Vance Trimble, the Pulitzer Prize-winning author of Sam Walton, tells the story of the Locke family of Antlers in Indian Territory - later Oklahoma. A Confederate soldier from Tennessee running from the law, Victor M. Locke, Sr. was originally trying to reach Mexico. He decided instead to stay in Indian Territory and try to make a go of it there. Locke had killed men during the Civil War; he also murdered two others afterward but was never arrested for these and other crimes.
Victor Sr. married Susan Priscilla McKinney, who was part Choctaw, and had many children with her. One, Victor M. Locke, Jr., would become a chief of the Choctaws. Another son, Alex, would attend Sacred Heart College near present-day Konawa, Oklahoma, a school ran by Benedictine monks from France. Alex Locke joined the monks and became known as Brother Ambrose, but he did not stay with the monastic life. Susan Locke was a Catholic and raised her children as Catholics, and although Victor Sr. never converted to Catholicism, he did support the Catholic Church.
After the Civil War, the Choctaw Nation and the other of the Five Civilized Tribes lost land because they had joined the Confederacy. White settlers began to come to Indian Territory, some marrying into the tribe. The Choctaws began to be outnumbered; the Lockes tried to help mostly poor Indians who were being robbed of their land or tricked into signing away their rights. While Victor Sr. could not become chief or governor of the Choctaws, he did help those who could. His support of one group against another ended with a gun battle between the two factions.
Victor Jr. did become chief and, like his father, was a champion for his people, especially those who did not have anyone to speak for them. Unfortunately, he could not sustain a happy family life, marrying several times and ending up alone. He was involved not only in Choctaw tribal politics but also Oklahoma state and national politics as a Republican. His involvement in the Bureau of Indian Affairs led to his appointment as superintendent for the Five Civilized Tribes. As such, he played a part in naming the first woman chief of the Seminoles in Oklahoma.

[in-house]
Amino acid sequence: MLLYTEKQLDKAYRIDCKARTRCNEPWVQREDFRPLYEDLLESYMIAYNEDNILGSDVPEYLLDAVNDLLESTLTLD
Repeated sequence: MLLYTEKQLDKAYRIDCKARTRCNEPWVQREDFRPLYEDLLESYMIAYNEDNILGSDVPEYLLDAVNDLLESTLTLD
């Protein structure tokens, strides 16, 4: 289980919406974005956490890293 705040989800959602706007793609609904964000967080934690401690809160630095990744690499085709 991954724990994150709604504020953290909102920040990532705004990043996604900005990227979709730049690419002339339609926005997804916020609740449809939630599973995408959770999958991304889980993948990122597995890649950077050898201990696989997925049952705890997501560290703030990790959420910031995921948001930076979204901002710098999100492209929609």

The Locke family suffered many problems within and from without. Two of Victor Sr.ís sons died suspiciously, possibly killed by another brother. Alex, who left the monastic life for Europe to study for the priesthood, changed his mind about that when he met a woman and married her. They had one son. Alex ended his days in poverty and probably with mental illness. The Locke family fought among themselves - some reconciled later in life, others did not.
Trimbleís narrative of the Locke family story is intriguing, telling not only their story but also some of Choctaw history before and after Oklahoma statehood. He was aided by the work of Francine Locke Bray, who has extensively researched the genealogy of the Locke family.
Trimble provides many footnotes, a bibliography, black-and-white photos, and a map. The many photos of the Lockes and of various events are interesting. Despite some typographical mistakes, which do not cause a major distraction for the reader, this book is highly recommended to those interested in Choctaw history, Indian Territory history, and early Oklahoma history.
Vance H. Trimble is the author of Sam Walton (1990) and several other books, including Alice & J.F.B.: The Hundred-Year Saga of Two Seminole Chiefs (2006), An Empire Undone (1995), The Astonishing Mr. Scripps (1992), and Reagan, the Man from Main Street USA (1980).